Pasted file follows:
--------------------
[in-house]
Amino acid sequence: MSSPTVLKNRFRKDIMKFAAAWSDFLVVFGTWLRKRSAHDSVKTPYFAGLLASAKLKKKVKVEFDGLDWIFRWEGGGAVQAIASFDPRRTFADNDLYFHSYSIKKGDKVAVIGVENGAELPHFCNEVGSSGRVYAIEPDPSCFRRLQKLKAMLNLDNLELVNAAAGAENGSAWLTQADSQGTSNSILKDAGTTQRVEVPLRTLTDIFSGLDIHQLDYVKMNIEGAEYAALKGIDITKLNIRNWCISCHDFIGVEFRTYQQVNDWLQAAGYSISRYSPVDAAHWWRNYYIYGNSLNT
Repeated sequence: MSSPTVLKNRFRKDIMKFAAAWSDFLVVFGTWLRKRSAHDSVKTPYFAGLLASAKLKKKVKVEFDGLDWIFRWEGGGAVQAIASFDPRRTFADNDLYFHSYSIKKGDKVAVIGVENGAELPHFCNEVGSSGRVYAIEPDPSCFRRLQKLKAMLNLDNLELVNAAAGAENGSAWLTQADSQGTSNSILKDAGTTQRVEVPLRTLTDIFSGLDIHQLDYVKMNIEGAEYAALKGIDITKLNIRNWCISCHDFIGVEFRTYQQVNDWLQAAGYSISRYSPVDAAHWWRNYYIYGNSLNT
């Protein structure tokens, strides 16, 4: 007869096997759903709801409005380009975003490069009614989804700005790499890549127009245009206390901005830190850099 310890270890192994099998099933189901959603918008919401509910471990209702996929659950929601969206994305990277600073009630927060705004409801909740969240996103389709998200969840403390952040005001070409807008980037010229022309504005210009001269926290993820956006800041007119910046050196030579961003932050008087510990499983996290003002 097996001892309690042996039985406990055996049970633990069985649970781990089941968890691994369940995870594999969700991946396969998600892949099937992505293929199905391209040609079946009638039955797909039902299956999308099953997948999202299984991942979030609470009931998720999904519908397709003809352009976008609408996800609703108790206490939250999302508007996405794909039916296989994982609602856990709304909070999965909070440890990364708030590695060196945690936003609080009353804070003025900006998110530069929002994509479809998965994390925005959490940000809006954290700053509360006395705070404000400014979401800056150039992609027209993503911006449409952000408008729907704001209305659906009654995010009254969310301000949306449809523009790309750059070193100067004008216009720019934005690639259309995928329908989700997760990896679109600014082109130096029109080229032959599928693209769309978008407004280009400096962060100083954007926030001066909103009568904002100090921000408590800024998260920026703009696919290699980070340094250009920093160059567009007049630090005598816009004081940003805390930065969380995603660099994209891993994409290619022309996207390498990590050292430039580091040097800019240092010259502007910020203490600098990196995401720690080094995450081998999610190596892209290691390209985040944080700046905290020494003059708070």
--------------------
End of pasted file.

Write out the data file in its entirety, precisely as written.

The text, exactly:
[in-house]
Amino acid sequence: MSSPTVLKNRFRKDIMKFAAAWSDFLVVFGTWLRKRSAHDSVKTPYFAGLLASAKLKKKVKVEFDGLDWIFRWEGGGAVQAIASFDPRRTFADNDLYFHSYSIKKGDKVAVIGVENGAELPHFCNEVGSSGRVYAIEPDPSCFRRLQKLKAMLNLDNLELVNAAAGAENGSAWLTQADSQGTSNSILKDAGTTQRVEVPLRTLTDIFSGLDIHQLDYVKMNIEGAEYAALKGIDITKLNIRNWCISCHDFIGVEFRTYQQVNDWLQAAGYSISRYSPVDAAHWWRNYYIYGNSLNT
Repeated sequence: MSSPTVLKNRFRKDIMKFAAAWSDFLVVFGTWLRKRSAHDSVKTPYFAGLLASAKLKKKVKVEFDGLDWIFRWEGGGAVQAIASFDPRRTFADNDLYFHSYSIKKGDKVAVIGVENGAELPHFCNEVGSSGRVYAIEPDPSCFRRLQKLKAMLNLDNLELVNAAAGAENGSAWLTQADSQGTSNSILKDAGTTQRVEVPLRTLTDIFSGLDIHQLDYVKMNIEGAEYAALKGIDITKLNIRNWCISCHDFIGVEFRTYQQVNDWLQAAGYSISRYSPVDAAHWWRNYYIYGNSLNT
């Protein structure tokens, strides 16, 4: 007869096997759903709801409005380009975003490069009614989804700005790499890549127009245009206390901005830190850099 310890270890192994099998099933189901959603918008919401509910471990209702996929659950929601969206994305990277600073009630927060705004409801909740969240996103389709998200969840403390952040005001070409807008980037010229022309504005210009001269926290993820956006800041007119910046050196030579961003932050008087510990499983996290003002 097996001892309690042996039985406990055996049970633990069985649970781990089941968890691994369940995870594999969700991946396969998600892949099937992505293929199905391209040609079946009638039955797909039902299956999308099953997948999202299984991942979030609470009931998720999904519908397709003809352009976008609408996800609703108790206490939250999302508007996405794909039916296989994982609602856990709304909070999965909070440890990364708030590695060196945690936003609080009353804070003025900006998110530069929002994509479809998965994390925005959490940000809006954290700053509360006395705070404000400014979401800056150039992609027209993503911006449409952000408008729907704001209305659906009654995010009254969310301000949306449809523009790309750059070193100067004008216009720019934005690639259309995928329908989700997760990896679109600014082109130096029109080229032959599928693209769309978008407004280009400096962060100083954007926030001066909103009568904002100090921000408590800024998260920026703009696919290699980070340094250009920093160059567009007049630090005598816009004081940003805390930065969380995603660099994209891993994409290619022309996207390498990590050292430039580091040097800019240092010259502007910020203490600098990196995401720690080094995450081998999610190596892209290691390209985040944080700046905290020494003059708070």